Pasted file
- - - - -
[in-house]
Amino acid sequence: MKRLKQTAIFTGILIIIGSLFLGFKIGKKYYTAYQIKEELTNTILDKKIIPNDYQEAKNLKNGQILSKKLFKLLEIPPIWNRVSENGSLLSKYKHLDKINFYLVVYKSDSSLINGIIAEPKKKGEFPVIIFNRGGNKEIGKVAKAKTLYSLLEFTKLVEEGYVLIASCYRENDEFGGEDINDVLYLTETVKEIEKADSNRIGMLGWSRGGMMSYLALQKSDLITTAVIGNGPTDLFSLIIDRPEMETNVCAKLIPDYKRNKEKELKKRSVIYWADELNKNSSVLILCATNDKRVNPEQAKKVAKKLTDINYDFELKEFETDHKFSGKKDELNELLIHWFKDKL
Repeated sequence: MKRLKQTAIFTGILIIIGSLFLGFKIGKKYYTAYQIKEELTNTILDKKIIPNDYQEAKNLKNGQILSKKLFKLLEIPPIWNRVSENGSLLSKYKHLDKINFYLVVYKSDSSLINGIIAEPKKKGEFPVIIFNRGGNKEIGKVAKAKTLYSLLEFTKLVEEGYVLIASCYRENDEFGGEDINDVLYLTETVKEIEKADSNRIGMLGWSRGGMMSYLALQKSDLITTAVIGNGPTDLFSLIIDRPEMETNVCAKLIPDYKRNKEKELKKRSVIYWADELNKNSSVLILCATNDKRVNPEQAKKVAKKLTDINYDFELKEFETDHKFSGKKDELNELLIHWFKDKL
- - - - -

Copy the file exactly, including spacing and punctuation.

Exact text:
[in-house]
Amino acid sequence: MKRLKQTAIFTGILIIIGSLFLGFKIGKKYYTAYQIKEELTNTILDKKIIPNDYQEAKNLKNGQILSKKLFKLLEIPPIWNRVSENGSLLSKYKHLDKINFYLVVYKSDSSLINGIIAEPKKKGEFPVIIFNRGGNKEIGKVAKAKTLYSLLEFTKLVEEGYVLIASCYRENDEFGGEDINDVLYLTETVKEIEKADSNRIGMLGWSRGGMMSYLALQKSDLITTAVIGNGPTDLFSLIIDRPEMETNVCAKLIPDYKRNKEKELKKRSVIYWADELNKNSSVLILCATNDKRVNPEQAKKVAKKLTDINYDFELKEFETDHKFSGKKDELNELLIHWFKDKL
Repeated sequence: MKRLKQTAIFTGILIIIGSLFLGFKIGKKYYTAYQIKEELTNTILDKKIIPNDYQEAKNLKNGQILSKKLFKLLEIPPIWNRVSENGSLLSKYKHLDKINFYLVVYKSDSSLINGIIAEPKKKGEFPVIIFNRGGNKEIGKVAKAKTLYSLLEFTKLVEEGYVLIASCYRENDEFGGEDINDVLYLTETVKEIEKADSNRIGMLGWSRGGMMSYLALQKSDLITTAVIGNGPTDLFSLIIDRPEMETNVCAKLIPDYKRNKEKELKKRSVIYWADELNKNSSVLILCATNDKRVNPEQAKKVAKKLTDINYDFELKEFETDHKFSGKKDELNELLIHWFKDKL